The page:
Bleacher star hopes for hit in Marin

So, how about those Cubs?

Chicago's lovable losers — who look pretty good this season — will always have their die-hard fans. This was immortalized a few decades ago by then-fledgling actor Joe Mantegna and his colleagues at the Organic Theatre in the Windy City.

"The Bleacher Bums," a long-running hit in its hometown, went on to an Emmy-winning television production and to theater productions nationwide.

Now, Marin Theatre Company is throwing out the first pitch of its new season with the comedy, which opens Thursday, Sept. 17 in Mill Valley.

Lee Sankowich, who directed the first San Francisco production some 20 years ago, coaches a veteran team of actors that includes Miriam Babin, the daughter of a Sephardic cantor and rabbi.

Babin is no bum, though she'll be eating peanuts in the stands with the rest of the cast. A seasoned actress who has appeared in San Francisco's Magic Theatre and in some 10 TheatreWorks productions (including the title role in "Mrs. Klein"), she was last up to bat with Marin Theatre Company as one of the two principals in "The Old Lady's Guide to Survival."

Raised in Brooklyn and Brighton Beach, Babin then spent some 20 years of her adult life in New Orleans. She moved to the Bay Area nine years ago to be near her grandchildren, who live in San Jose. "But I still call New York my home" she said recently by phone from her current residence in Mountain View.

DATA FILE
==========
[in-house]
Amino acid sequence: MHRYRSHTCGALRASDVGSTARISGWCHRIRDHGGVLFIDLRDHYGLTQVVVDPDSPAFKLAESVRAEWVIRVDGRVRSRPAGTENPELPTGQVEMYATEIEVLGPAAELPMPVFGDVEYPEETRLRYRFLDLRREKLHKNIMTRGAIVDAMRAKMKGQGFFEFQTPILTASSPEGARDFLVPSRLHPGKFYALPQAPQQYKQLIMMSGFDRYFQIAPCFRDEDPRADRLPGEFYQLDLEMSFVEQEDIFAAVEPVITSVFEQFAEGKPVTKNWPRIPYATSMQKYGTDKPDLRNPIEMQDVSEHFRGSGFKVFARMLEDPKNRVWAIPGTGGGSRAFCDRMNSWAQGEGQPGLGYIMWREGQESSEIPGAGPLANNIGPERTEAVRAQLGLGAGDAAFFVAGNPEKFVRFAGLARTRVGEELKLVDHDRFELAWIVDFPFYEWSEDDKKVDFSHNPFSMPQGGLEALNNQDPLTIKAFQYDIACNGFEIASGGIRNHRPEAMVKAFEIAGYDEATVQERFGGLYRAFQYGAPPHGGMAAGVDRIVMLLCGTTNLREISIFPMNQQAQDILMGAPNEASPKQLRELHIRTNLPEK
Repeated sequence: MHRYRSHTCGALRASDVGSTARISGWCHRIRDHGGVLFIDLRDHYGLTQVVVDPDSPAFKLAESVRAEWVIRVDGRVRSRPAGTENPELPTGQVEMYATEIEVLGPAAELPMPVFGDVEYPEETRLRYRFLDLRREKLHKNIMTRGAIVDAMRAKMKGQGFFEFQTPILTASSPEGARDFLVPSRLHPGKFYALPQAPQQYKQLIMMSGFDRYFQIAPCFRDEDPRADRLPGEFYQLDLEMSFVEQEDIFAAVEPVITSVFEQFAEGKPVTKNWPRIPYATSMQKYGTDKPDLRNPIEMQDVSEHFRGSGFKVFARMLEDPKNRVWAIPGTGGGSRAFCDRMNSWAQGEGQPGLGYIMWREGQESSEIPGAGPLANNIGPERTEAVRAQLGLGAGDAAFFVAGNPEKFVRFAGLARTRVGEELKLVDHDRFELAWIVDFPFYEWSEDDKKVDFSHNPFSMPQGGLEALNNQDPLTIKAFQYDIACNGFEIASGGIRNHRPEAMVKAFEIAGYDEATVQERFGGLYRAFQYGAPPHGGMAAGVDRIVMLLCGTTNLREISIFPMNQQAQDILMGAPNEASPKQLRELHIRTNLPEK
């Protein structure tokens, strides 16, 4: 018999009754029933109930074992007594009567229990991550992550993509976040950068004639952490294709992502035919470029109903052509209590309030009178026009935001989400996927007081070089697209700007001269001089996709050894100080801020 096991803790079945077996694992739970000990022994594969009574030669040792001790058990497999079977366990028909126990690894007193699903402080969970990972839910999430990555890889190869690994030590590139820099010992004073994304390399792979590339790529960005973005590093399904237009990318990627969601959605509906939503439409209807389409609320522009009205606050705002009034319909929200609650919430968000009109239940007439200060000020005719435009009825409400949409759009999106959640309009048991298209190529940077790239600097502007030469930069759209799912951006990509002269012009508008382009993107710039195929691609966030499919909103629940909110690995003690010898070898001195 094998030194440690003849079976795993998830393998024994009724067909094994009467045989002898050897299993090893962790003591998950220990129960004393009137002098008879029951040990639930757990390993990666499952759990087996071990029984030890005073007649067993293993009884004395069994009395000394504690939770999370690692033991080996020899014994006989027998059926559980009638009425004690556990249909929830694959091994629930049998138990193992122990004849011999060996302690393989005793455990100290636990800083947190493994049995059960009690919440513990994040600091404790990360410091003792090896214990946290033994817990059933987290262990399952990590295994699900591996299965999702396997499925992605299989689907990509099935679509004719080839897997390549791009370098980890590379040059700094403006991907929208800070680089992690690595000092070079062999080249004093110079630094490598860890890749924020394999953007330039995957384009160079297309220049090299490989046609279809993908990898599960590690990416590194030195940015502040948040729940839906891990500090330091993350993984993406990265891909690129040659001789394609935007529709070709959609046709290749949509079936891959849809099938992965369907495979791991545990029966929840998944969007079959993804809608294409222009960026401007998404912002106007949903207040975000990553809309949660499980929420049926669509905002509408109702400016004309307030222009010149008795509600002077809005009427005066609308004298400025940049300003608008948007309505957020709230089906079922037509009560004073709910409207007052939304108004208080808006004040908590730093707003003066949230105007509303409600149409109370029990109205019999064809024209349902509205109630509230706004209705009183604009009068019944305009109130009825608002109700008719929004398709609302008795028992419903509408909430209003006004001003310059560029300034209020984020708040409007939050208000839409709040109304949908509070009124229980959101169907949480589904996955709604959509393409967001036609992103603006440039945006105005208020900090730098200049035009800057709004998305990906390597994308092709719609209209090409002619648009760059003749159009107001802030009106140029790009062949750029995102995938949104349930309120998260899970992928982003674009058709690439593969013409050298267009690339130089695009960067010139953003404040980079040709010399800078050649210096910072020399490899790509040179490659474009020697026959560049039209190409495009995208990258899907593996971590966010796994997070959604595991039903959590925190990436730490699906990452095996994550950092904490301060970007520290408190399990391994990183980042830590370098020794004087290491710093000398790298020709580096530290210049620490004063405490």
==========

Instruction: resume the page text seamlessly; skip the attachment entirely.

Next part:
Babin's father, Menachem Sarfaty, was born in Salonika, Greece. Her mother, Sarina, also Sephardic, was born in Sofia, Bulgaria. The two met in pre-state Israel, where both families had immigrated. Their marriage was arranged.

The couple immigrated to the United States in 1921 and lived primarily on the East Coast. It took some time before they settled in one place, Babin says. "I was born in Georgia, because Papa went wherever he could get a job."

Papa, a quiet, reserved man, died when Miriam was 18. But before that, the parents' marriage of 25 years ended in divorce. Miriam was 11.

"I don't remember a lot about those days but I remember it was a shanda to be divorced," she says. "Once I was walking with a friend on Brighton Beach Boulevard where we lived and she said, `That's where that woman who has been divorced 100 times lives.' I realized she was talking about my mother."

Although raised in the Orthodox tradition until that time, Babin saw little of her father after the divorce and "my religious devotion just went away, I don't know why," she says regretfully. "Maybe I was just too young for it to have sunk in."

Nonetheless, she still can speak Ladino, the language she grew up with at home.

Babin describes herself as "a secular Jew with a deep awareness and appreciation of who I am, which extends to my Judaism."

Her daughter and son-in-law, Susan and Rolland Day, both recently celebrated b'nai mitzvah, she is proud to report. Their celebration is all the more remarkable, she says, because Susan was raised in a secular home and Rolland converted after their marriage.

"So somewhere in there, the love, the appreciation of Judaism was communicated. Otherwise that wouldn't have happened."

Talent also seems to run in the family. Her son, Michael Babin, is a successful New York actor who has also played leading roles in TheatreWorks' "Passion" and "Secret Garden."

Babin's sister, Regina Sarfaty, had a long and successful career as an opera singer.

Meanwhile, Babin, a two-time nominee for the Bay Area Theatre Critics' Circle Award, is warming up for another hit.